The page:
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Supermodel and fashion icon Kate Moss wowed a Toronto crowd at the recent North American launch of Japanese skincare brand Decorté.

Arguably the most iconic, influential and controversial model of her time, Kate Moss was still a schoolgirl from the London suburb of Croydon when she first auditioned for designer John Galliano at the tender age of 15. The year was 1989, and no one suspected that the 5-foot-7, fresh-faced beauty would soon be turning the fashion world on its ear with her unconventional charm. At 42, Moss is still in-demand for editorial work and major campaigns – she also has a role in the upcoming Absolutely Fabulous film.

Moss was named the new face of Decorté, a luxury Japanese skincare brand that recently had its North American launch hosted by Sak's Fifth Avenue in Toronto, where I spoke with her about her work ethic, her down-to-earth nature, and what she ultimately hopes to teach her teenage daughter, Lila Grace.

You've always seemed to have a strong sense of yourself, but I know there may have been a lot of insecurity or certainly shyness there.

Yeah, shy….

You might have appeared a little shy, but you really seemed solid in terms of who you knew you were.

I think I just felt really lucky that I wasn't in Croydon. So I thought that even if everything goes horribly wrong, I'm not losing anything. It was like, even if I don't end up working, I'm still having fun and I'm doing something and I'm seeing the world! I wasn't massively ambitious but I did always want to do the best I could do. I was never lazy at work or about getting jobs, but I wasn't bothered if I didn't get them either really.

I was just always having fun.

Being the face of a big international brand like Decorté sounds like a weighty thing. There's a lot of responsibility in that, isn't there?

It's a brand that I really believe in. And because it's new to North America, it's exciting to be able to launch it here, or in places where they've never heard of it. It's a challenge.

Is talking about skincare and aging something that resonates with you now?

Yeah, I mean I now use night cream – and I never did! There are things that I never used to even think about that I now realize are part of life. You want to take care of what you've got.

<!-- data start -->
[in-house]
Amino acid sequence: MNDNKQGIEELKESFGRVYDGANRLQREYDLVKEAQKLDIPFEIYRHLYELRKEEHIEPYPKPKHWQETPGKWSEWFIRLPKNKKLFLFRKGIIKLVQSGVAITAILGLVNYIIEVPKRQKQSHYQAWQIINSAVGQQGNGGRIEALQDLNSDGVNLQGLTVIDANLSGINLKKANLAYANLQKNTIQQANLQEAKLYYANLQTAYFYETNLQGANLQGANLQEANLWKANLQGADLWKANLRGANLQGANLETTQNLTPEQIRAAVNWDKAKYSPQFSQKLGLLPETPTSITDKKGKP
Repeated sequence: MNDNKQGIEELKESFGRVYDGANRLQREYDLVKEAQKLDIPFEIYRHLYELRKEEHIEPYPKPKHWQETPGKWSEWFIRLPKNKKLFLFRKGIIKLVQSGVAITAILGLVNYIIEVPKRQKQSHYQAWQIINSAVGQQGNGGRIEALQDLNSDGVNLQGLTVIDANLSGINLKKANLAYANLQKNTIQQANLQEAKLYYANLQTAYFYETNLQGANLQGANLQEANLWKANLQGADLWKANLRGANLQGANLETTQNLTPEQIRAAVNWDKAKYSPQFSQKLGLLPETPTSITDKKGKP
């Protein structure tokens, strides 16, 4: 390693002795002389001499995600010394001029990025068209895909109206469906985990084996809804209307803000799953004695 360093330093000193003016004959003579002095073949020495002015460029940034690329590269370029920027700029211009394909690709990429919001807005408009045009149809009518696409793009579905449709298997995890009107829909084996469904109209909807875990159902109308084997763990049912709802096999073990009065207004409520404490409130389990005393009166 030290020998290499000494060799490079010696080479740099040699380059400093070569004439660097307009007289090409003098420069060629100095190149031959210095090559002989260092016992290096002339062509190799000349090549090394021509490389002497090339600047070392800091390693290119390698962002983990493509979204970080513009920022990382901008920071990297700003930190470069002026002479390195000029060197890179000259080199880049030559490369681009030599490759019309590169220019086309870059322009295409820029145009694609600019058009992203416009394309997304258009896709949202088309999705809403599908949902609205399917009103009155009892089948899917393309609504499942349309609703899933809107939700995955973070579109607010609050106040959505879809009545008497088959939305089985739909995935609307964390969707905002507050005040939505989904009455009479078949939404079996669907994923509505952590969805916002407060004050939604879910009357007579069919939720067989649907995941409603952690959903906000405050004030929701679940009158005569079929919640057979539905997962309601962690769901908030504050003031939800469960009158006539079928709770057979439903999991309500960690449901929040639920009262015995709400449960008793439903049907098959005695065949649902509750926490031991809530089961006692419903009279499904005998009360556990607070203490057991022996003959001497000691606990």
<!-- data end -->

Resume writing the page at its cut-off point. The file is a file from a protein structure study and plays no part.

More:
When we think back to those glory days of fashion when the supermodels ruled the runways, how nostalgic do you get?

I was just saying those were the days, weren't they? It was so much fun!

What about now? Still as much fun?

Yeah, I still have fun when I do shoots. I don't do fashion shows, obviously, because the last time I went to a fashion show, I asked for a glass of Champagne and they didn't have any! The nerve! It's just a completely different world now; the girls get up and go swimming at six in the morning.

But to still be working so actively as you are – that must give you a kind of a lift.

Every season, I'm like, Who knows if I'm going to get another job? But I've had a really good run. And then people start calling and I'm like, Wow! I've still got it! I'm always thinking, My goodness, I got booked again! So I am really happy to still be working.

What about your idea of beauty? How has that changed over the years?

I've always thought that beautiful people are the people with character, who are beautiful from the inside. Characters are really beautiful to me because I've been surrounded by models all my life, and sometimes they're not beautiful people, even when they look pretty.

You recently posed for the cover of Vogue Italia with your 13-year-old daughter, Lila Grace. What would you say is the most precious lesson that you hope to teach her?

To be yourself and not to fit in with the pack. And I think she's at that. She was kind of born with that, so I don't really worry about her in that way.

I've heard you say that she doesn't really want to be a model.

Yet! She'll come with me to work because she thinks it's funny that we're working together, and she really shows me up in front of everyone. She enjoys that.

But who knows? She's only little. She's only 13.

This interview has been condensed and edited.

Special to The Globe and Mail